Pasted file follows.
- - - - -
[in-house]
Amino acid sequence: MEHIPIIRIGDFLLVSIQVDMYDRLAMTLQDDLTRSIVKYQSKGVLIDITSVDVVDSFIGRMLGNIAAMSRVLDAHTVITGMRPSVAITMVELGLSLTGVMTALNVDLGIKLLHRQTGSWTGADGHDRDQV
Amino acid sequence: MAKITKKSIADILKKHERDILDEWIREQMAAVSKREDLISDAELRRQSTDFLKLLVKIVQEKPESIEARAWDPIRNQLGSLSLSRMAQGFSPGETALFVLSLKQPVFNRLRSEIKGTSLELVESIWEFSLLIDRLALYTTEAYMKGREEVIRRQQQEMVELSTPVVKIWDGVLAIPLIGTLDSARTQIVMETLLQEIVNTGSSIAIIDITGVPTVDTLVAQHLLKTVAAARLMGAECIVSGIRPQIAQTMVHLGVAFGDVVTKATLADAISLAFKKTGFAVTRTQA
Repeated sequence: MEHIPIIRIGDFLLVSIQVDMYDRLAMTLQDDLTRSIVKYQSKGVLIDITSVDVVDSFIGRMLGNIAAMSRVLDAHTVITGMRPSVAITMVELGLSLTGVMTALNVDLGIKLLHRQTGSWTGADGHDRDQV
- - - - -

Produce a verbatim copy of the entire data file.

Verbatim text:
[in-house]
Amino acid sequence: MEHIPIIRIGDFLLVSIQVDMYDRLAMTLQDDLTRSIVKYQSKGVLIDITSVDVVDSFIGRMLGNIAAMSRVLDAHTVITGMRPSVAITMVELGLSLTGVMTALNVDLGIKLLHRQTGSWTGADGHDRDQV
Amino acid sequence: MAKITKKSIADILKKHERDILDEWIREQMAAVSKREDLISDAELRRQSTDFLKLLVKIVQEKPESIEARAWDPIRNQLGSLSLSRMAQGFSPGETALFVLSLKQPVFNRLRSEIKGTSLELVESIWEFSLLIDRLALYTTEAYMKGREEVIRRQQQEMVELSTPVVKIWDGVLAIPLIGTLDSARTQIVMETLLQEIVNTGSSIAIIDITGVPTVDTLVAQHLLKTVAAARLMGAECIVSGIRPQIAQTMVHLGVAFGDVVTKATLADAISLAFKKTGFAVTRTQA
Repeated sequence: MEHIPIIRIGDFLLVSIQVDMYDRLAMTLQDDLTRSIVKYQSKGVLIDITSVDVVDSFIGRMLGNIAAMSRVLDAHTVITGMRPSVAITMVELGLSLTGVMTALNVDLGIKLLHRQTGSWTGADGHDRDQV